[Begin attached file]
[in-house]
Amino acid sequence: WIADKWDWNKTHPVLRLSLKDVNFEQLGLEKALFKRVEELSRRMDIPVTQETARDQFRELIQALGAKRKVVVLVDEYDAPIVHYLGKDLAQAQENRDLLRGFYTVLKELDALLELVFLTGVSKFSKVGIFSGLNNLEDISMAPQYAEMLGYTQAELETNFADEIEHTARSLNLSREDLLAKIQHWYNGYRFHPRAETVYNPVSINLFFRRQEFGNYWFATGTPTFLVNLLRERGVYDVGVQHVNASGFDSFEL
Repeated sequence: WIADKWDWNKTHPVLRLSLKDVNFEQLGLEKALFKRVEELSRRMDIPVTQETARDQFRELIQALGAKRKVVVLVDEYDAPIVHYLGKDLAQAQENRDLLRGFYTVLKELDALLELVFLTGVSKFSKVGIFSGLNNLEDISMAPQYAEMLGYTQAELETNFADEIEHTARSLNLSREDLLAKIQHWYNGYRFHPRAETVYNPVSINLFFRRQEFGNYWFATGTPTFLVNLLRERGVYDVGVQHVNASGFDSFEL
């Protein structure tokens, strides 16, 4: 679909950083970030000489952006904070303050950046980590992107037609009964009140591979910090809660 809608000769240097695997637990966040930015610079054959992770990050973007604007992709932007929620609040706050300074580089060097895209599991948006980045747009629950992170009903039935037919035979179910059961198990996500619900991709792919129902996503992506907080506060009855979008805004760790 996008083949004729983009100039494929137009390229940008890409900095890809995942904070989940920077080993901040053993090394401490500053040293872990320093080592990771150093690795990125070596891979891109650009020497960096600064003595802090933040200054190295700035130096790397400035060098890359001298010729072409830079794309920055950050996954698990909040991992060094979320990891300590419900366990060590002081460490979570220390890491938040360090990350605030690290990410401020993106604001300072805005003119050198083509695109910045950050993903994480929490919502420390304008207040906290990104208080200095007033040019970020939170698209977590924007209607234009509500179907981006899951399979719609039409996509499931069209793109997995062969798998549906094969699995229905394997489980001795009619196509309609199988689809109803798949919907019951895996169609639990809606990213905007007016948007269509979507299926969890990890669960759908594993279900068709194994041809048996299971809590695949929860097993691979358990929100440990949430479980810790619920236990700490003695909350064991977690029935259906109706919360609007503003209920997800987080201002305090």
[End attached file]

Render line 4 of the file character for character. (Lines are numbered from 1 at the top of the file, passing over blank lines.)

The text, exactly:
């Protein structure tokens, strides 16, 4: 679909950083970030000489952006904070303050950046980590992107037609009964009140591979910090809660 809608000769240097695997637990966040930015610079054959992770990050973007604007992709932007929620609040706050300074580089060097895209599991948006980045747009629950992170009903039935037919035979179910059961198990996500619900991709792919129902996503992506907080506060009855979008805004760790 996008083949004729983009100039494929137009390229940008890409900095890809995942904070989940920077080993901040053993090394401490500053040293872990320093080592990771150093690795990125070596891979891109650009020497960096600064003595802090933040200054190295700035130096790397400035060098890359001298010729072409830079794309920055950050996954698990909040991992060094979320990891300590419900366990060590002081460490979570220390890491938040360090990350605030690290990410401020993106604001300072805005003119050198083509695109910045950050993903994480929490919502420390304008207040906290990104208080200095007033040019970020939170698209977590924007209607234009509500179907981006899951399979719609039409996509499931069209793109997995062969798998549906094969699995229905394997489980001795009619196509309609199988689809109803798949919907019951895996169609639990809606990213905007007016948007269509979507299926969890990890669960759908594993279900068709194994041809048996299971809590695949929860097993691979358990929100440990949430479980810790619920236990700490003695909350064991977690029935259906109706919360609007503003209920997800987080201002305090």